(those should be Turkish i's with no dots on them in the title)...The first place Buket took me to in Bursa (I was really impressed with her ability to drive in Turkey--traffic is insanity), was Cumalikizik, an Ottoman village from the 1300's. The unique thing about this place is that it has been inhabited since then in the same buildings. Of course other cities are just as old, but stuff is usually torn down to build new development. These have been lived in for 700 years! The streets were narrow cobblestone corridors, hard enough to walk on, much less pull these horse/donkey-drawn carts up and down them like I watched an older man maneuver. When we entered the village there were a few tables set up with the locals selling some jewelry, honey, and other food products. In that sense it was there for tourists, but it didn't feel like a tourist trap destination. People were just going about their daily lives. One little girl did stop to offer us a well-rehearsed rattle-off-her-tongue history of the village in exchange for Buket's lira or two.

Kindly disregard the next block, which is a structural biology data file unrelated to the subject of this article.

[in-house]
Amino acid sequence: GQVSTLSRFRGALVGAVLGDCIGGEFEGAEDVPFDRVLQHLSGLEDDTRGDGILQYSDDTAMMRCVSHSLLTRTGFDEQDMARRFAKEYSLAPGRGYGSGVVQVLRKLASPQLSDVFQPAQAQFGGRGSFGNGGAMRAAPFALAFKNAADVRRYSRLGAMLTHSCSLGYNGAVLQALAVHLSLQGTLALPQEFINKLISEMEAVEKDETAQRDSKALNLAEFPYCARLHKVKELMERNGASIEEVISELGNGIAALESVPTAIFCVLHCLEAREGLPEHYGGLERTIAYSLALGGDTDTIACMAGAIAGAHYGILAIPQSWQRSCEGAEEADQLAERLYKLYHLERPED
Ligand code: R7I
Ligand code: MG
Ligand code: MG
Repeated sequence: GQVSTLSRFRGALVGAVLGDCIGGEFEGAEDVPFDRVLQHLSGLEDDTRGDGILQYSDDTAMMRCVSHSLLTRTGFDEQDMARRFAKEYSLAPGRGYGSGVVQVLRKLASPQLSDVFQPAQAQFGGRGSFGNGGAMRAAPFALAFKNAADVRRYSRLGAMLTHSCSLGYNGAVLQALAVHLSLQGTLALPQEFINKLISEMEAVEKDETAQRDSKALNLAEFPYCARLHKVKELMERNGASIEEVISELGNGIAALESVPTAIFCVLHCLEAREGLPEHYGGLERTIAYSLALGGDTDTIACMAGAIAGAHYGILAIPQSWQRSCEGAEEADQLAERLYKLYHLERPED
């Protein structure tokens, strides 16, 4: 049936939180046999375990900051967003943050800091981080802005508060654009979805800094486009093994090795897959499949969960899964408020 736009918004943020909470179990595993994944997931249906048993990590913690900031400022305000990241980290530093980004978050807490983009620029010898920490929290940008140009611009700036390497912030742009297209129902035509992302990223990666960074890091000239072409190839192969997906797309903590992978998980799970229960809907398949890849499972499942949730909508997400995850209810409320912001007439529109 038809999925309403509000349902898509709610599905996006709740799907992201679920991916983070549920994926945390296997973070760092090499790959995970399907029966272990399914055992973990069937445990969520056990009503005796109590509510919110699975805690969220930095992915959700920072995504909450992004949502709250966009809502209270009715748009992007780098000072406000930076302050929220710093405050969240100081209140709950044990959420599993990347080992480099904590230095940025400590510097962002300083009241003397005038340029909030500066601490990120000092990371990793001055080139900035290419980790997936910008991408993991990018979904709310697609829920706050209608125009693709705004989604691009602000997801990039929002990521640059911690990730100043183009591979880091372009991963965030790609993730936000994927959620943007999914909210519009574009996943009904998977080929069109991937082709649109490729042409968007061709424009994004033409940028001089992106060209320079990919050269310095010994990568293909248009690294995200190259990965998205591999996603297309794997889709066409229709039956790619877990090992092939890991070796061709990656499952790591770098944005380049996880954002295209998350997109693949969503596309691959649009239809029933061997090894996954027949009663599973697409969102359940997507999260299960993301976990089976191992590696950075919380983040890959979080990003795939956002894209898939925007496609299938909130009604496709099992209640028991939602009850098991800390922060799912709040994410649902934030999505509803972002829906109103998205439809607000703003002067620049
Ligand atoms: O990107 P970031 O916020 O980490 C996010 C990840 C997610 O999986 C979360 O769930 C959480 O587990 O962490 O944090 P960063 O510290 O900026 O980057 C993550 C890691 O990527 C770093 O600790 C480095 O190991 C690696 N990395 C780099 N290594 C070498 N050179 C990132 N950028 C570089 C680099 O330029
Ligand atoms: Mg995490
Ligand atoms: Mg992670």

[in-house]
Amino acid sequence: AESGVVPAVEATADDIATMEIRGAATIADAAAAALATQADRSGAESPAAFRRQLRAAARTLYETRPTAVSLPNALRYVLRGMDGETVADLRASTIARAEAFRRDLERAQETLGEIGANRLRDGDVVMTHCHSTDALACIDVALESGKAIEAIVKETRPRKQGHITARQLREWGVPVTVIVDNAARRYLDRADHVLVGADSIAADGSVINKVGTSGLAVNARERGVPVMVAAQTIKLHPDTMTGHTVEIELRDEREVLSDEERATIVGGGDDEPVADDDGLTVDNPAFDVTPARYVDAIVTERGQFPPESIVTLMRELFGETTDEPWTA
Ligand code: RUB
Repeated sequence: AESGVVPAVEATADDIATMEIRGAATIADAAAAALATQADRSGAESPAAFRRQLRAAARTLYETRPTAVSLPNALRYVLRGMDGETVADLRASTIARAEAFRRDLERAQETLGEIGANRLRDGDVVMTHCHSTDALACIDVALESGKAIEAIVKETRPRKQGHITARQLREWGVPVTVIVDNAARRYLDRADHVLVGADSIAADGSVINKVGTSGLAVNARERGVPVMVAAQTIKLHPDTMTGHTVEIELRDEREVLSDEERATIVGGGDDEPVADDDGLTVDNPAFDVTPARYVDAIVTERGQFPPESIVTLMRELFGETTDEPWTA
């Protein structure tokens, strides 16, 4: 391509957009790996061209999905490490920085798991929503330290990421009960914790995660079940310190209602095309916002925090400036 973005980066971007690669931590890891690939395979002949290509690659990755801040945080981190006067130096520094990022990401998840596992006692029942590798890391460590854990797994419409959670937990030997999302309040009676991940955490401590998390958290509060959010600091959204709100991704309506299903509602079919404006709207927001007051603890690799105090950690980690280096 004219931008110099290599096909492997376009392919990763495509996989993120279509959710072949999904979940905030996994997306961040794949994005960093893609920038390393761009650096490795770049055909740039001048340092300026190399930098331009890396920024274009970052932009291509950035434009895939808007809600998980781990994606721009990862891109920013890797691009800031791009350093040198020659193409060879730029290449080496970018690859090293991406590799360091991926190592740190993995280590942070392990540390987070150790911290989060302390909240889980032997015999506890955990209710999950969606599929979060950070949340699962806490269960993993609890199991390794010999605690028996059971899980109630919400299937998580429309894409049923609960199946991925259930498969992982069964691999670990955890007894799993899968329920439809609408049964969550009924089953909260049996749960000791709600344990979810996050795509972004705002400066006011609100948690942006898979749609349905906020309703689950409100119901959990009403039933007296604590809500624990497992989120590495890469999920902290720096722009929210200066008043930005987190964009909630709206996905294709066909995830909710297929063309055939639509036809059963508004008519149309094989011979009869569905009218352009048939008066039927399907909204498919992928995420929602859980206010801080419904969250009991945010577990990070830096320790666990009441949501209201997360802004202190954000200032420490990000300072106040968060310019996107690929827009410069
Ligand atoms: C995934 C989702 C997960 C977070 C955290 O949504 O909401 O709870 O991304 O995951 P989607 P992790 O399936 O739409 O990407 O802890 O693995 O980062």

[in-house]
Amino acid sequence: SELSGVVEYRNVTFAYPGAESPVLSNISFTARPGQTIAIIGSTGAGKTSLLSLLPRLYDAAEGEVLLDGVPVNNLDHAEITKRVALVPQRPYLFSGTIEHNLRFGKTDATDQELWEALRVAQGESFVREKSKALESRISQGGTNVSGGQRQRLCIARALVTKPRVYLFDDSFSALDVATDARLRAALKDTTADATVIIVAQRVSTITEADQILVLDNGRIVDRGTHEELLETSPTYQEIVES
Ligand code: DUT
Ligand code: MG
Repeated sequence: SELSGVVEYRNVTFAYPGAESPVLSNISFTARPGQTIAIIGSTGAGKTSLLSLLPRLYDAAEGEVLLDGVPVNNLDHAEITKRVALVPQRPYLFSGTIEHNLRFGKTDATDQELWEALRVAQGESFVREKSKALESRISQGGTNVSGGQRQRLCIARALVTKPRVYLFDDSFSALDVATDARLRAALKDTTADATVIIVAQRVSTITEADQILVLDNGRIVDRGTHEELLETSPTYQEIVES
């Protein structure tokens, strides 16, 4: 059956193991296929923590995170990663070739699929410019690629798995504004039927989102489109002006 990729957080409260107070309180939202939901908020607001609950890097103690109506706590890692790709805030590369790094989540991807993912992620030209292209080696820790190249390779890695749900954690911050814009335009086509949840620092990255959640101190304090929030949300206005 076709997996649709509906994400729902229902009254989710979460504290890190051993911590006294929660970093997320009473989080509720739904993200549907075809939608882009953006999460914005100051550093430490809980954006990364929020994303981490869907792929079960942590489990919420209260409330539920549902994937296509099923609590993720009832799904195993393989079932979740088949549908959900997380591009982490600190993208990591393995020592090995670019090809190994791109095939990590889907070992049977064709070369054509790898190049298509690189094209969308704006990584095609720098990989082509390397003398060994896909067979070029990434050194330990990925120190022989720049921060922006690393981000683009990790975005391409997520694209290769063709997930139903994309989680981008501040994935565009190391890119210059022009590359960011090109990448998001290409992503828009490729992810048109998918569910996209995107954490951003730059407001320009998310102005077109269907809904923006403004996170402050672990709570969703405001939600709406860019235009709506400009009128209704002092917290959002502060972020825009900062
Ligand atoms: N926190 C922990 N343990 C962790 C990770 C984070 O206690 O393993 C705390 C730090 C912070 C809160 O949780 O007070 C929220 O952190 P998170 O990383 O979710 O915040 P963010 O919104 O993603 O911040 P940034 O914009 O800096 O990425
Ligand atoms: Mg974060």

We stopped in a restaurant that the owner was very proud to show off. He showed us the upper rooms and insisted we take pictures of every corner.
Every house in Turkey had one of these solar-powered water heaters on the roof:
Buket's sweet-talked this lady at her door into letting us peek inside her courtyard so that she could show me the traditional setup of these houses. They all have a courtyard in the bottom where some of the living and working is done, but all of the rooms and actual living space is upstairs above this. I loved how it was built right into the rock on the ground.